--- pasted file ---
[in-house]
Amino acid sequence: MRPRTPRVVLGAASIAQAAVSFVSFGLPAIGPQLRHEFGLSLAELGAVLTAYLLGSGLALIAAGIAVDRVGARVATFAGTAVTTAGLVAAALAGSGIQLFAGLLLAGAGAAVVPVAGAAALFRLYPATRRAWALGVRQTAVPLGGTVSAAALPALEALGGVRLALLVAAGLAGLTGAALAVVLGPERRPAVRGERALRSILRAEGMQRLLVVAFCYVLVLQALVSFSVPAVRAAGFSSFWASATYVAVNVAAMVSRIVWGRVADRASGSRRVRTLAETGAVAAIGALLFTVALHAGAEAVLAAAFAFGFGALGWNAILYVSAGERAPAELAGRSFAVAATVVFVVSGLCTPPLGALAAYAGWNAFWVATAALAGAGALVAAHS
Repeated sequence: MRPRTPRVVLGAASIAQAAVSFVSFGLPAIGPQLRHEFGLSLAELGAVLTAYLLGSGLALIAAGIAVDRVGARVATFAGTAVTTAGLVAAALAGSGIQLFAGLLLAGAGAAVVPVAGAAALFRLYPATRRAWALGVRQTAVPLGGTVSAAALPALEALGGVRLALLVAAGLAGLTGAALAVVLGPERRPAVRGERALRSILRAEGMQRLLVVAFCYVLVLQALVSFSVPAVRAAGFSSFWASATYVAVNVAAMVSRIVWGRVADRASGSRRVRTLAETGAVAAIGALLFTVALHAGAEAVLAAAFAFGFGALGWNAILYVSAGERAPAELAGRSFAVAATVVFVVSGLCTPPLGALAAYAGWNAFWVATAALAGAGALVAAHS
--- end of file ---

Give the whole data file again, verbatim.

[in-house]
Amino acid sequence: MRPRTPRVVLGAASIAQAAVSFVSFGLPAIGPQLRHEFGLSLAELGAVLTAYLLGSGLALIAAGIAVDRVGARVATFAGTAVTTAGLVAAALAGSGIQLFAGLLLAGAGAAVVPVAGAAALFRLYPATRRAWALGVRQTAVPLGGTVSAAALPALEALGGVRLALLVAAGLAGLTGAALAVVLGPERRPAVRGERALRSILRAEGMQRLLVVAFCYVLVLQALVSFSVPAVRAAGFSSFWASATYVAVNVAAMVSRIVWGRVADRASGSRRVRTLAETGAVAAIGALLFTVALHAGAEAVLAAAFAFGFGALGWNAILYVSAGERAPAELAGRSFAVAATVVFVVSGLCTPPLGALAAYAGWNAFWVATAALAGAGALVAAHS
Repeated sequence: MRPRTPRVVLGAASIAQAAVSFVSFGLPAIGPQLRHEFGLSLAELGAVLTAYLLGSGLALIAAGIAVDRVGARVATFAGTAVTTAGLVAAALAGSGIQLFAGLLLAGAGAAVVPVAGAAALFRLYPATRRAWALGVRQTAVPLGGTVSAAALPALEALGGVRLALLVAAGLAGLTGAALAVVLGPERRPAVRGERALRSILRAEGMQRLLVVAFCYVLVLQALVSFSVPAVRAAGFSSFWASATYVAVNVAAMVSRIVWGRVADRASGSRRVRTLAETGAVAAIGALLFTVALHAGAEAVLAAAFAFGFGALGWNAILYVSAGERAPAELAGRSFAVAATVVFVVSGLCTPPLGALAAYAGWNAFWVATAALAGAGALVAAHS